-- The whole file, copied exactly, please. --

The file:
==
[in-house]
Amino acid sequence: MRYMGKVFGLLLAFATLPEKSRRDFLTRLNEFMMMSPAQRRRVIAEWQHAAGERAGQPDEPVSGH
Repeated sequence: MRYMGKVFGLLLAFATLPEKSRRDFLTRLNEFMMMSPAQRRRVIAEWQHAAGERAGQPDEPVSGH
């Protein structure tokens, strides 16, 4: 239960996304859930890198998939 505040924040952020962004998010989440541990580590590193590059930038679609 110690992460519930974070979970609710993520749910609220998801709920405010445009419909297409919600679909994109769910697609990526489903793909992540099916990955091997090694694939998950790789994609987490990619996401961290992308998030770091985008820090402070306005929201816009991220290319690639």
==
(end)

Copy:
[in-house]
Amino acid sequence: MRYMGKVFGLLLAFATLPEKSRRDFLTRLNEFMMMSPAQRRRVIAEWQHAAGERAGQPDEPVSGH
Repeated sequence: MRYMGKVFGLLLAFATLPEKSRRDFLTRLNEFMMMSPAQRRRVIAEWQHAAGERAGQPDEPVSGH
């Protein structure tokens, strides 16, 4: 239960996304859930890198998939 505040924040952020962004998010989440541990580590590193590059930038679609 110690992460519930974070979970609710993520749910609220998801709920405010445009419909297409919600679909994109769910697609990526489903793909992540099916990955091997090694694939998950790789994609987490990619996401961290992308998030770091985008820090402070306005929201816009991220290319690639």